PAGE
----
The opinion of the court was delivered by: Amy J. St. Eve, District Court Judge
MEMORANDUM OPINION AND ORDER
Plaintiff James Filson filed the present three-count Complaint alleging violations under Title I (Count I), or in the alternative, Title III (Count II) of the Americans with Disabilities Act (ADA), 42 U.S.C. § 12131 et seq., against his former employer the Defendant Big Ten Conference ("Big Ten") and his former supervisor, Defendant Jim Delany ("Delany"), who is the Big Ten's Commissioner. Filson also alleges a state law claim of intentional interference with prospective economic advantage against Delany (Count III). Before the Court is Defendants' Motion to Dismiss Counts II and III of the Complaint pursuant to Federal Rule of Civil Procedure 12(b)(6). For the following reasons, the Court grants in part and denies in part Defendants' motion.
A motion to dismiss pursuant to Rule 12(b)(6) tests the legal sufficiency of a complaint, not the merits of the case. Triad Assocs., Inc. v. Chicago Hous. Auth., 892 F.2d 583, 586 (7th Cir. 1989); see also Cler v. Illinois Educ. Ass'n, 423 F.3d 726, 729 (7th Cir. 2005). The Court will only grant a motion to dismiss if "it appears beyond doubt that the plaintiff can prove no set of facts in support of his claim which would entitle him to relief." Centers v. Centennial Mortgage, Inc., 398 F.3d 930, 933 (7th Cir. 2005) (quoting Conley v. Gibson, 355 U.S. 41, 45-46, 78 S.Ct. 99, 2 L.Ed.2d 80 (1957)). The Court must assume the truth of the facts alleged in the pleadings, construe the allegations liberally, and view them in the light most favorable to the plaintiff. Centers, 398 F.3d at 933.
From 1992 until 2004, Filson officiated Big Ten football. (R. 1-1 Compl. ¶ 7.) In 2000, Filson lost his right eye in an accident and elected to have it removed and a prosthesis put in place. (Id. ¶ 9.) Prior to having eye surgery, Filson contacted his immediate supervisor, David Parry, the Big Ten's Coordinator of Football Officials, and told him about the accident and his resulting condition. (Id. ¶ 10.) Parry responded by telling Filson that he expected him to work hard at recovery and be able to return for the upcoming football season. (Id.) After his surgery, Filson investigated whether he could continue officiating and also sought advice from doctors and surgeons. (Id. ¶ 11.) Based on this advice and his doctor's release, Filson returned to officiating in the Fall of 2000 with Parry's approval. (Id. ¶¶ 11, 12, 14.)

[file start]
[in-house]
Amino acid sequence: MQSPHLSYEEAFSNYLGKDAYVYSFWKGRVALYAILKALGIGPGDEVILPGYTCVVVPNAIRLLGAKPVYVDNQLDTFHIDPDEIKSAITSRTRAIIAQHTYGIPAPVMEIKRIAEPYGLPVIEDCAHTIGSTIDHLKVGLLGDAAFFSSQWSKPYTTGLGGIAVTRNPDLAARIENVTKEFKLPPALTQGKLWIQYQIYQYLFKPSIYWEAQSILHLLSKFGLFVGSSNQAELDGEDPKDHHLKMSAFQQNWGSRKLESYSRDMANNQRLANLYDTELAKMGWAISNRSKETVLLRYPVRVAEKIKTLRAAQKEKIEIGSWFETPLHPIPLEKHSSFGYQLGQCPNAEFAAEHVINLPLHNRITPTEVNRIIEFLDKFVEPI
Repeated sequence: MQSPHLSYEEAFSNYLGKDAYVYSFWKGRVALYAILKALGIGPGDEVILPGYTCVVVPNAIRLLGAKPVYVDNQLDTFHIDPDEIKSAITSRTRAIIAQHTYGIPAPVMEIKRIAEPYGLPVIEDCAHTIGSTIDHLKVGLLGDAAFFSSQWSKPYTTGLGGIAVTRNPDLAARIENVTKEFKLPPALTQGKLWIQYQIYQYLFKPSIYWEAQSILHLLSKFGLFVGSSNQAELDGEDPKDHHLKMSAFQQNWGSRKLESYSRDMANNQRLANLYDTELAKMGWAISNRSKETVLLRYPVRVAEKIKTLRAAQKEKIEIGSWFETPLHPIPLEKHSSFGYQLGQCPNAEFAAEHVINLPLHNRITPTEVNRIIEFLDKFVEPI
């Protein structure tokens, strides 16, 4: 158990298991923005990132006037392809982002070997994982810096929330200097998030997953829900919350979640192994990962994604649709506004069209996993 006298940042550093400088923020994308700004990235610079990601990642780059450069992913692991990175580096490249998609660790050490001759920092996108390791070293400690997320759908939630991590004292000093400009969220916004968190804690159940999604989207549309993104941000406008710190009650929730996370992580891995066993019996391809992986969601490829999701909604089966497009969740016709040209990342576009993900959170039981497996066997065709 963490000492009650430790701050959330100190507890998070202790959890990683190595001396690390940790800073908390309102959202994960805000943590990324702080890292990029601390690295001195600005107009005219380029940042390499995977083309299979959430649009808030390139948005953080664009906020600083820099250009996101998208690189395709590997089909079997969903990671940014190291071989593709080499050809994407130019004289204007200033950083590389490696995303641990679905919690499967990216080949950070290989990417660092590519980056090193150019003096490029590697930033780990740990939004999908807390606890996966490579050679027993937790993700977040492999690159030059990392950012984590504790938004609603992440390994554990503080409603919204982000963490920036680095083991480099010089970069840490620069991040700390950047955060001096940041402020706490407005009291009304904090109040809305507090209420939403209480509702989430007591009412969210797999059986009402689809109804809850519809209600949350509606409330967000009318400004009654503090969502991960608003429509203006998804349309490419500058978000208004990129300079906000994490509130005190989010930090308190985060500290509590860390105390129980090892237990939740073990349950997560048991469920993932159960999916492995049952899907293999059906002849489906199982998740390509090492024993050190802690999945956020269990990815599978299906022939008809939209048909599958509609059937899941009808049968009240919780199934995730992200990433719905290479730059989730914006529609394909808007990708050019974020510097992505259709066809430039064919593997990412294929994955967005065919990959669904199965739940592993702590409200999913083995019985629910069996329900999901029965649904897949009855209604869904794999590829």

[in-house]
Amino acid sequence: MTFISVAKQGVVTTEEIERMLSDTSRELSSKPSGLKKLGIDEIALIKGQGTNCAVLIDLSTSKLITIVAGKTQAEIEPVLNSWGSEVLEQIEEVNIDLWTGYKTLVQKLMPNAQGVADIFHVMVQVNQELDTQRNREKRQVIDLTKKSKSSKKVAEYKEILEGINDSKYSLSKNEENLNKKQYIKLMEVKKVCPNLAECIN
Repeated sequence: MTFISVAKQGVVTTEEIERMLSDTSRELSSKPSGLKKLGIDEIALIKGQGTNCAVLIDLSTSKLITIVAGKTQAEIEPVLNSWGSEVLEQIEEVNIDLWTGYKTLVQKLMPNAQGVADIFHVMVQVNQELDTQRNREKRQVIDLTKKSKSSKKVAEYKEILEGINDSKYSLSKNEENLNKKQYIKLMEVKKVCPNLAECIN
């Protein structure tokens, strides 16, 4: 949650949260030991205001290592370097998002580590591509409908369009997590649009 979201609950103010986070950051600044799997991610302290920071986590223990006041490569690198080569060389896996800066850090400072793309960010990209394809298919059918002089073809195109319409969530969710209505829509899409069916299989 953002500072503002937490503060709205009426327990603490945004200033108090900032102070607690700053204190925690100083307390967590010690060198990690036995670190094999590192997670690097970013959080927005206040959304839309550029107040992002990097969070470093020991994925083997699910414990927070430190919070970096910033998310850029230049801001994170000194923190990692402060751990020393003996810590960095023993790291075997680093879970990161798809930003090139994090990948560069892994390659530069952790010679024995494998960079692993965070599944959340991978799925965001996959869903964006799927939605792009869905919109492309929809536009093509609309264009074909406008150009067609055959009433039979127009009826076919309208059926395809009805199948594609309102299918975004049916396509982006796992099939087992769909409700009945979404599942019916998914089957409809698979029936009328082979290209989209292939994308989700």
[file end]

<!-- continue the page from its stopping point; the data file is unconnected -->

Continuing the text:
After his accident and return to officiating, Filson was very honest about his eye condition and spoke openly about it. (Id. ¶ 15.) Meanwhile, after returning for the 2000 football season, Filson officiated the next five seasons without incident. (Id. ¶ 16.) During those five years, Filson's performance reviews were, on average, substantially better than his reviews in the eight years preceding the loss of his eye. (Id.) In fact, Filson performed so well that he was chosen to officiate two bowl games during those five years, including the Orange Bowl, which is an honor bestowed upon the highest rated officials in the Big Ten. (Id.)
In the Spring of 2005, a reporter contacted Lloyd Carr, the head football coach of the University of Michigan, and told him that Filson was officiating with one eye. (Id. ¶ 17.) Carr then contacted Defendant Delany. (Id.) Thereafter, without first asking Filson about his condition or subjecting him to vision or performance assessments, Delany instructed Parry to terminate Filson's employment, which Parry did on May 3, 2005. (Id. ¶¶ 18, 19.) Parry explained to Filson that Delany did not want to deal with the backlash of the Big Ten public knowing about Filson's condition and thought that he would have "hell to pay" if the public found out about it. (Id. ¶ 20.)
I. Title III of the ADA -- Count II
In his Complaint, Filson brings a claim under Title I of the ADA, which governs employment practices. Defendants are not seeking to dismiss this claim. Filson, however, also alleges an employment discrimination claim under Title III of the ADA, which concerns public accommodations. Defendants move to dismiss this claim arguing that Title III does not apply to work-related disability discrimination claims. The Court agrees.
"Congress enacted the ADA to ensure that individuals with disabilities fully enjoy the goods, services, privileges, and advantages available indiscriminately to other members of the general public." Olinger v. U.S. Golf Ass'n, 205 F.3d 1001, 1004 (7th Cir. 2000), rev'd on other grounds, 532 U.S. 1064, 121 S.Ct. 2212, 150 L.Ed.2d 207 (2001); see also Wisconsin Cmty. Servs., Inc. v. City of Milwaukee, 465 F.3d 737, 750 (7th Cir. 2006) (ADA designed "to provide a clear and comprehensive national mandate for the elimination of discrimination against individuals with disabilities") (citing 42 U.S.C. § 12101(b)(1), (b)(4)). "The ADA's mandate extends to three broad, yet distinct, areas: employment (Title I), public ...